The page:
Luther Blissett was designated to talk to the press after matches during the rump-end of a totally disappointing 1995-96 season. Graham Taylor was in charge of training and picking the team, but the new Watford general manager had little appetite for going out and talking to the press, which, given their feeding frenzy over England, was quite understandable.

The example of “sending the players back to school”, which I highlighted a couple of weeks back, was typical of the negative spin the tabloids placed on Taylor’s actions. So Blissett faced the press and Kenny Jackett was the senior coach.

When Devon White scored successive braces against Port Vale and Reading, Graham contended that people would probably be saying that had they played him all the time, the club would probably be out of the relegation zone by now.

“I asked Kenny and Luther which of us opted to leave him out of the starting line ups? Was it Kenny, Luther or all three of us? They promptly moved away from me, further down the bench, which shows they are picking up the basics of this management game very speedily,” said Graham.

Joking apart, Graham was pleased with both his coaches. Kenny, of course, was more experienced, having been appointed youth-team coach five years earlier and had undertaken a stint as first-team coach under Glenn Roeder, a person Kenny rated as being “honest as the day is long”.

Steve Perryman was also very impressed with Kenny as a coach so it was no surprise that the Welshman impressed Graham.

As for Luther, he tended to play bad cop on the coaching scene but he moderated that approach over the next couple of years and became more encouraging, earning plaudits from all directions.

Clearly Taylor was grooming them to take over in the long term but unfortunately the board, with stars in their eyes, would opt for the knee-jerk appointment of a continental manager. It would have been better for Watford’s future had they appointed Jackett and Blissett instead of Luca Vialli.

Watford had sufficient chances to have won their final game of the season against Leicester City but victory would not have been enough. As Luther remarked: “We did not go down as the result of one game: we were relegated over 46 games. It has been on the cards the entire season and the season never really got started.”

He observed that he was glad relegation had not been ascertained a month previously and credited the players and supporters for postponing what always looked the inevitable.

I remember Graham taking the field and applauding the supporters with a grim unsmiling face, the picture of which we used on the sports pages the following week. Of course he was disappointed for he loved the club he had built and was disappointed that when he came back to view the ruins, he was unable to pull the rabbit out of the hat. After his recent experiences with Wolves and England, he could have done with an unexpected and laudable achievement.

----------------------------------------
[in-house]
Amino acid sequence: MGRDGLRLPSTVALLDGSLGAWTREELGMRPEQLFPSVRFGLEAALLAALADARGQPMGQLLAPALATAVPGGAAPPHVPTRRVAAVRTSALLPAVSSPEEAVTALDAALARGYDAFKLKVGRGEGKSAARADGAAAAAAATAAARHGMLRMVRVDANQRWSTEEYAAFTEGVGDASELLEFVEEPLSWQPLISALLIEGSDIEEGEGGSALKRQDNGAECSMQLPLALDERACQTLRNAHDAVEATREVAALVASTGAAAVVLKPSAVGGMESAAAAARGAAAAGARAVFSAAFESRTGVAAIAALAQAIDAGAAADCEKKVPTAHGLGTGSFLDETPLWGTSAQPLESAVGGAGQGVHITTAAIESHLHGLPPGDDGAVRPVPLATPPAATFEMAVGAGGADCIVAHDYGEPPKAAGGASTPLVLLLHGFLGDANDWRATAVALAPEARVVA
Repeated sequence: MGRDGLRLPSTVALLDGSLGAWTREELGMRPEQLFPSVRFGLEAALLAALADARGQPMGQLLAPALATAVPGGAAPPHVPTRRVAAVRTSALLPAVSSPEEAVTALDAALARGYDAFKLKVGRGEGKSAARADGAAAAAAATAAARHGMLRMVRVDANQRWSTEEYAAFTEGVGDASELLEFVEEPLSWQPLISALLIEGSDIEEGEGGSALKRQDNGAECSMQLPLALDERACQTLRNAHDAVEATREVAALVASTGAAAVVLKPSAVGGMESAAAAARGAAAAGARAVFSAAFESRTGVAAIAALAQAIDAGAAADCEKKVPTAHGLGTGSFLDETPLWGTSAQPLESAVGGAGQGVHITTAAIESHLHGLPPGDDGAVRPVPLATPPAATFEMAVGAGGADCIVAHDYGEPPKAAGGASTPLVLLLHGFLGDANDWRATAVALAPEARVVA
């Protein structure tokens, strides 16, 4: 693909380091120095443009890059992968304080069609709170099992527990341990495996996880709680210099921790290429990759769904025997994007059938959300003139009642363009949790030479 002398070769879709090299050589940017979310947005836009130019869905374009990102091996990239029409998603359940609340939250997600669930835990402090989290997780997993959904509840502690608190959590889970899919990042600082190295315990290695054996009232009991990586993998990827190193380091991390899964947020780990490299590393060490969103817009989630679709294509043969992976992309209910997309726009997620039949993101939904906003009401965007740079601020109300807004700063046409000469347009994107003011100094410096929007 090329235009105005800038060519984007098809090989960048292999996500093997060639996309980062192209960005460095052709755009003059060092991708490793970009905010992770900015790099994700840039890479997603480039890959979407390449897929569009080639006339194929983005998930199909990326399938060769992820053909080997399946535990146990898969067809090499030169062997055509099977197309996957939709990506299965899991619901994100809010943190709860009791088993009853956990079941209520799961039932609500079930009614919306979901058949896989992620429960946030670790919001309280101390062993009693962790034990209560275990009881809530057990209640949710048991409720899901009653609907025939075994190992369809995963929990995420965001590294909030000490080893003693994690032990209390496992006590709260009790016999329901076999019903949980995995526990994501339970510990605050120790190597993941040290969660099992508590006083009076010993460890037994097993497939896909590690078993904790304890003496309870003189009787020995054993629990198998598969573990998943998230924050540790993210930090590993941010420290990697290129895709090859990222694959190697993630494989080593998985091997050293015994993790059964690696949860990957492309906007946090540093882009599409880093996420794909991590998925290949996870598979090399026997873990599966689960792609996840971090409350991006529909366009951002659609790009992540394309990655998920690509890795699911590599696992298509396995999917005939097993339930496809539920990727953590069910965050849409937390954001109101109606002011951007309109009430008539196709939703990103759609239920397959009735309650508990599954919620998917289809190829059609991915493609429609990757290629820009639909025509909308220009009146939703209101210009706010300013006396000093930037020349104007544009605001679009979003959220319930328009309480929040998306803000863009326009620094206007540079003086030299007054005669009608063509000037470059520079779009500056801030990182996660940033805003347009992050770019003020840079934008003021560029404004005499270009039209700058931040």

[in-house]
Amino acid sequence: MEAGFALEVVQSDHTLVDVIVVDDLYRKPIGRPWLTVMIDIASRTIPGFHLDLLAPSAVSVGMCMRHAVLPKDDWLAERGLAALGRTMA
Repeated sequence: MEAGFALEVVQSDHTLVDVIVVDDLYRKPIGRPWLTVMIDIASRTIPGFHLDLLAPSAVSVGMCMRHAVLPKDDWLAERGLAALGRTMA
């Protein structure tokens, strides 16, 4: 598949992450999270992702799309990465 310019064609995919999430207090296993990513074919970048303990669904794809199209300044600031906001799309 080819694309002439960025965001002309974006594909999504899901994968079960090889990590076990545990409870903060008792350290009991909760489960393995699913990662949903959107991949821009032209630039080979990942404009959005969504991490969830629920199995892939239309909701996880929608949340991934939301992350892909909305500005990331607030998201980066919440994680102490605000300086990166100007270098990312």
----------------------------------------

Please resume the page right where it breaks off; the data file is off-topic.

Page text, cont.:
In 17 games under Graham, Watford had picked up 23 points. In the previous 29 games they had garnered 25 points under Roeder. In other words, Taylor’s return duplicated over the season would have secured Watford a place comfortably in the top ten.

The obvious argument is that had they replaced Roeder with Taylor a month earlier, they may well have escaped relegation but it is questionable whether Taylor was ready to come back as he was still licking his wounds from the Wolves’ sacking. He was also uncomfortable with the idea of returning to team management as evidenced by the fact he intended to leave team matters to his cohorts once the season ended and indeed he did just that.

The club was in a state of flux with the left hand not appearing to by in sync with the right. Glenn had been awarded a new contract as the team struggled and the new chairman Stuart Timperley, replacing the resigning Jack Petchey, who still dictated policy, contended Glenn’s job was safe. He did not know that at the same time, Petchey was negotiating with Graham. Such disarray was typical of the era.

Timperley did his best in a difficult situation but the rug was pulled from beneath his feet as Petchey should have demonstrated more loyalty to the man he had put in the firing line after the fans had invaded the directors’ box.

There was another decision, which may have cost Watford dear. Former striker Paul Wilkinson came in on loan and Watford won two out of four games with him in the side – far from relegation form. But Petchey deemed Wilkinson’s wages were too much and failed to answer Glenn’s repeated calls to find out whether or not he could sign Paul.

“I think he has worked out a way in which he can take his money with him when he dies,” was Roeder’s sardonic comment.

Certainly the early part of the season had been dominated by the board giving the go-ahead for Watford to buy a decent striker. Remember they had sold Bruce Dyer and Paul Furlong, but when it came to the crunch, Petchey pulled the rug from under him as well. As a result Glenn was forced to look for someone cheap and ended up with White who, in footballing terms, was not a Roeder-type player.

So really Watford were busy shooting themselves in the foot long before Graham returned. The irony is that within a month or so of the season closing, Petchey announced the club would have to survive by paying for itself. He was not going to make a contribution.

When looking at the incongruities of the 1995-96 season, as they say over the pond, don’t that just about beat all.